A zebra blew through its nostrils. It was faint, and not an alarm sound, just a casual snort. But I instinctively froze and checked the wind. There was a slight breeze, in my favour. I could not see anything, only make out muted snapping and rustling of foliage, and hoof stomping as they tried to rid themselves of the biting flies. It had to be quite a herd. They were moving through the thickets towards me, grazing as they went. They were getting close. I could hear the swishing of their bushy tails and the ripping as they plucked at the grass.
They sounded as if they were totally relaxed, but I knew they never ever dropped their guard. I was lucky to have become aware of them first – being in a herd made them less nervous, and the commotion of their movement helped too.
I stood dead still and waited. A mare and her foal of about eighteen months walked into the open some fifteen meters from me. She seemed to be pre-occupied and slightly irritated with her foal harassing her for a drink; she was apparently trying to wean him.
Suddenly she stopped, whipped up her head and looked straight at me. In a split second, she gave a snort of alarm and bolted away into the thickets, the foal half crashing into her backside in his haste to get away from something he hadn’t even spotted. The rest of the herd broke into frenzied flight too, some even rushing past behind me. They were of course not sure what she was running from, but they knew, there is safety in the confusion of moving numbers.
In less than a minute the bush calmed into its ancient rhythm and I was left standing quite alone in the silence, wondering how she had detected me. African animals have senses far superior to ours. With a few exceptions, their sight is astonishing. They instantly pick up even the tiniest movement. When you are on foot in the bush and not stalking with extreme care, they are likely to smell or hear you long before you could have them visual. I get the impression they are even able to detect vibrations in the ground.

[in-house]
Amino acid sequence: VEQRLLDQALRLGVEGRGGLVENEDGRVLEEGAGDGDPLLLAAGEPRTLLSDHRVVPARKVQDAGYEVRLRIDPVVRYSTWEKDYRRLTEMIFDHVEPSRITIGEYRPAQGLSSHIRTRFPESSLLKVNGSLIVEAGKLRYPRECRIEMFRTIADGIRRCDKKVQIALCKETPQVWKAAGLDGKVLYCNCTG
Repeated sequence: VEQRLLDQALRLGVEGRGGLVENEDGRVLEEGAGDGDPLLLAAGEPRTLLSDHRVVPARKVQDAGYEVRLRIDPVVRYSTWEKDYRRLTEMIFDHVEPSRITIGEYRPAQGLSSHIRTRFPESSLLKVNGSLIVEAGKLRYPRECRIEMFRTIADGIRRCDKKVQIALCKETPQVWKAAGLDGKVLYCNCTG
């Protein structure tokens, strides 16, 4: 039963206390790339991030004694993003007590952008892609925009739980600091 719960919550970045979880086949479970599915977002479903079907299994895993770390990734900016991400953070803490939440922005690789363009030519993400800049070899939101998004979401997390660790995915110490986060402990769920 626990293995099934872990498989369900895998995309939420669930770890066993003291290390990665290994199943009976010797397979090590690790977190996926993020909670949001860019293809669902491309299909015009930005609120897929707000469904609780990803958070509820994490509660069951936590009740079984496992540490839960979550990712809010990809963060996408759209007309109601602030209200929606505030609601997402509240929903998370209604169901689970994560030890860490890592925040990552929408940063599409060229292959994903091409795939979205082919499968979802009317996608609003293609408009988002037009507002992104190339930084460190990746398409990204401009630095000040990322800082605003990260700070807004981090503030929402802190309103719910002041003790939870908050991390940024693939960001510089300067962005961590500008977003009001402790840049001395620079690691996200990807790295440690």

They are super alert too, although less skittish when they are in a large herd. When they are solitary, or in a small group, they frequently interrupt what they are doing, and listen, ears twisting, and test the air with twitching nostrils. Even when they are moving, they would suddenly stop and stand dead still, sensing their surroundings.
It was almost uncanny though, the way the mare had so quickly detected me. It might have been the very slight flicker of movement as I operated the little idiot box camera. There had been only scant cover between us, but I was standing dead still despite the flies, in the shade, with the breeze lightly fanning my face. It was as if she had sensed my presence even before she saw me. African animals possess some kind of sixth sense that alerts them to alien presence, I sometimes think – not too farfetched; I have heard that expressed by bush people.